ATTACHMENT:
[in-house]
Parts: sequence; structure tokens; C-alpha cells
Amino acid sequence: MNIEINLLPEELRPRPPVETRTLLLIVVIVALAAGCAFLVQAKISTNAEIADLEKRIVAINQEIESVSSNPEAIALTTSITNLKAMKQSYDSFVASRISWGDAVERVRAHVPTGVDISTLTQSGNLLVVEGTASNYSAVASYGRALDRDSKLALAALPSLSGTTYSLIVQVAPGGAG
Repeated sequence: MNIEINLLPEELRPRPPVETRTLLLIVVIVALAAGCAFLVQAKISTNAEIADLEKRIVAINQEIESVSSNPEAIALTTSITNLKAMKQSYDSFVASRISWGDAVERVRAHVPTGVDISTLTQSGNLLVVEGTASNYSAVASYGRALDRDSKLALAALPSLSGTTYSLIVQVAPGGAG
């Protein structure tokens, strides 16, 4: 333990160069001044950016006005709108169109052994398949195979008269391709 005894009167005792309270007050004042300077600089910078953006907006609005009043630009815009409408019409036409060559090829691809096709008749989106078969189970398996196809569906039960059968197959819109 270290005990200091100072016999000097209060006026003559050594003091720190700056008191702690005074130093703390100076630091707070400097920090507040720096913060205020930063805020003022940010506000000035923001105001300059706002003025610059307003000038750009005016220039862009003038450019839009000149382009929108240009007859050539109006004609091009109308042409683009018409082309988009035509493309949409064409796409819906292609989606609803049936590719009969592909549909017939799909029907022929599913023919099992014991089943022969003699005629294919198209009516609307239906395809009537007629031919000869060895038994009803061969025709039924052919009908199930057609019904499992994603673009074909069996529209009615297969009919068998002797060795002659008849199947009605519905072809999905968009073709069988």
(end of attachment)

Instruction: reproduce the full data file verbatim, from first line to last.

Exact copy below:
[in-house]
Parts: sequence; structure tokens; C-alpha cells
Amino acid sequence: MNIEINLLPEELRPRPPVETRTLLLIVVIVALAAGCAFLVQAKISTNAEIADLEKRIVAINQEIESVSSNPEAIALTTSITNLKAMKQSYDSFVASRISWGDAVERVRAHVPTGVDISTLTQSGNLLVVEGTASNYSAVASYGRALDRDSKLALAALPSLSGTTYSLIVQVAPGGAG
Repeated sequence: MNIEINLLPEELRPRPPVETRTLLLIVVIVALAAGCAFLVQAKISTNAEIADLEKRIVAINQEIESVSSNPEAIALTTSITNLKAMKQSYDSFVASRISWGDAVERVRAHVPTGVDISTLTQSGNLLVVEGTASNYSAVASYGRALDRDSKLALAALPSLSGTTYSLIVQVAPGGAG
């Protein structure tokens, strides 16, 4: 333990160069001044950016006005709108169109052994398949195979008269391709 005894009167005792309270007050004042300077600089910078953006907006609005009043630009815009409408019409036409060559090829691809096709008749989106078969189970398996196809569906039960059968197959819109 270290005990200091100072016999000097209060006026003559050594003091720190700056008191702690005074130093703390100076630091707070400097920090507040720096913060205020930063805020003022940010506000000035923001105001300059706002003025610059307003000038750009005016220039862009003038450019839009000149382009929108240009007859050539109006004609091009109308042409683009018409082309988009035509493309949409064409796409819906292609989606609803049936590719009969592909549909017939799909029907022929599913023919099992014991089943022969003699005629294919198209009516609307239906395809009537007629031919000869060895038994009803061969025709039924052919009908199930057609019904499992994603673009074909069996529209009615297969009919068998002797060795002659008849199947009605519905072809999905968009073709069988």